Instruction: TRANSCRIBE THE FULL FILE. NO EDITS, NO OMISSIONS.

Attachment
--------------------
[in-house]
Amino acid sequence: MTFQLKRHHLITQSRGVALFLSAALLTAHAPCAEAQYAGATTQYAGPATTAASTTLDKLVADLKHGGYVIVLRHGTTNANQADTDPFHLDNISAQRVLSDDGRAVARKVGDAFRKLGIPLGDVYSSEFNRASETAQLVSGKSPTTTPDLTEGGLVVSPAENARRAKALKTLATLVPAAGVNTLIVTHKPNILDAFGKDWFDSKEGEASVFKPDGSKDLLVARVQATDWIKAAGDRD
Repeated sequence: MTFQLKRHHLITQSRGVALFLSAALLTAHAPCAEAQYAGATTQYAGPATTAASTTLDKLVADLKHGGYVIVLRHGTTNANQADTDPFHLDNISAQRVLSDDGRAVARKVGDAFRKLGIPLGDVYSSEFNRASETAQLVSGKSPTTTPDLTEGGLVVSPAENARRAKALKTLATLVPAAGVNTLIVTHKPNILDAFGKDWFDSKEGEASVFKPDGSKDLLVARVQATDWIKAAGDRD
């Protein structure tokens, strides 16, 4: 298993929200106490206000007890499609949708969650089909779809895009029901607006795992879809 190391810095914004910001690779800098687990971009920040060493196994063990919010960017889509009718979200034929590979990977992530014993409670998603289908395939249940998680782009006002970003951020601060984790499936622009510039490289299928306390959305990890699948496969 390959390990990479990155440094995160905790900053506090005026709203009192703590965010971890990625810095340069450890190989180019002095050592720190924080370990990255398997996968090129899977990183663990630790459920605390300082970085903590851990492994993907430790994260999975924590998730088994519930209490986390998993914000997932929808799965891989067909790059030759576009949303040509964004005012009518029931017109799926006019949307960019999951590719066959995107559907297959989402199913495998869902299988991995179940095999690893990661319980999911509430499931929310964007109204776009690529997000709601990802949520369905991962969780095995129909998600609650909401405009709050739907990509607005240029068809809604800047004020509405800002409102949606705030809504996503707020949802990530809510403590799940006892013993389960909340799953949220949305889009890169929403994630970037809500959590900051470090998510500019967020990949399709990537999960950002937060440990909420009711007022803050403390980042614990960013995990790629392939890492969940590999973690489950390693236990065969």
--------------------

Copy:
[in-house]
Amino acid sequence: MTFQLKRHHLITQSRGVALFLSAALLTAHAPCAEAQYAGATTQYAGPATTAASTTLDKLVADLKHGGYVIVLRHGTTNANQADTDPFHLDNISAQRVLSDDGRAVARKVGDAFRKLGIPLGDVYSSEFNRASETAQLVSGKSPTTTPDLTEGGLVVSPAENARRAKALKTLATLVPAAGVNTLIVTHKPNILDAFGKDWFDSKEGEASVFKPDGSKDLLVARVQATDWIKAAGDRD
Repeated sequence: MTFQLKRHHLITQSRGVALFLSAALLTAHAPCAEAQYAGATTQYAGPATTAASTTLDKLVADLKHGGYVIVLRHGTTNANQADTDPFHLDNISAQRVLSDDGRAVARKVGDAFRKLGIPLGDVYSSEFNRASETAQLVSGKSPTTTPDLTEGGLVVSPAENARRAKALKTLATLVPAAGVNTLIVTHKPNILDAFGKDWFDSKEGEASVFKPDGSKDLLVARVQATDWIKAAGDRD
């Protein structure tokens, strides 16, 4: 298993929200106490206000007890499609949708969650089909779809895009029901607006795992879809 190391810095914004910001690779800098687990971009920040060493196994063990919010960017889509009718979200034929590979990977992530014993409670998603289908395939249940998680782009006002970003951020601060984790499936622009510039490289299928306390959305990890699948496969 390959390990990479990155440094995160905790900053506090005026709203009192703590965010971890990625810095340069450890190989180019002095050592720190924080370990990255398997996968090129899977990183663990630790459920605390300082970085903590851990492994993907430790994260999975924590998730088994519930209490986390998993914000997932929808799965891989067909790059030759576009949303040509964004005012009518029931017109799926006019949307960019999951590719066959995107559907297959989402199913495998869902299988991995179940095999690893990661319980999911509430499931929310964007109204776009690529997000709601990802949520369905991962969780095995129909998600609650909401405009709050739907990509607005240029068809809604800047004020509405800002409102949606705030809504996503707020949802990530809510403590799940006892013993389960909340799953949220949305889009890169929403994630970037809500959590900051470090998510500019967020990949399709990537999960950002937060440990909420009711007022803050403390980042614990960013995990790629392939890492969940590999973690489950390693236990065969």